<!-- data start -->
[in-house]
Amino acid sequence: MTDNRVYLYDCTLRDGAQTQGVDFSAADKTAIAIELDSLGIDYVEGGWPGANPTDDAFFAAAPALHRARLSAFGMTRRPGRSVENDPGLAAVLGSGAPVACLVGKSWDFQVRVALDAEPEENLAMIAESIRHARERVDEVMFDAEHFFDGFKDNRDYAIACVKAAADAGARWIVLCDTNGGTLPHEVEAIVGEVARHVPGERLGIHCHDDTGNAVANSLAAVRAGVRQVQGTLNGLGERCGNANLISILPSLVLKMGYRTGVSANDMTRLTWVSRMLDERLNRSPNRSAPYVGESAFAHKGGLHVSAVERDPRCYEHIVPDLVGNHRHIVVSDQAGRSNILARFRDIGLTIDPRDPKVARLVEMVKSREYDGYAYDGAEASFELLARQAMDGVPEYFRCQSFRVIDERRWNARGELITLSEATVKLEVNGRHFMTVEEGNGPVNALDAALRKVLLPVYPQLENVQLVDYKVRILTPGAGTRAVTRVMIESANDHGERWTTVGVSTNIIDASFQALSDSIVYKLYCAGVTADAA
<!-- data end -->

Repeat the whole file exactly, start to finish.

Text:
[in-house]
Amino acid sequence: MTDNRVYLYDCTLRDGAQTQGVDFSAADKTAIAIELDSLGIDYVEGGWPGANPTDDAFFAAAPALHRARLSAFGMTRRPGRSVENDPGLAAVLGSGAPVACLVGKSWDFQVRVALDAEPEENLAMIAESIRHARERVDEVMFDAEHFFDGFKDNRDYAIACVKAAADAGARWIVLCDTNGGTLPHEVEAIVGEVARHVPGERLGIHCHDDTGNAVANSLAAVRAGVRQVQGTLNGLGERCGNANLISILPSLVLKMGYRTGVSANDMTRLTWVSRMLDERLNRSPNRSAPYVGESAFAHKGGLHVSAVERDPRCYEHIVPDLVGNHRHIVVSDQAGRSNILARFRDIGLTIDPRDPKVARLVEMVKSREYDGYAYDGAEASFELLARQAMDGVPEYFRCQSFRVIDERRWNARGELITLSEATVKLEVNGRHFMTVEEGNGPVNALDAALRKVLLPVYPQLENVQLVDYKVRILTPGAGTRAVTRVMIESANDHGERWTTVGVSTNIIDASFQALSDSIVYKLYCAGVTADAA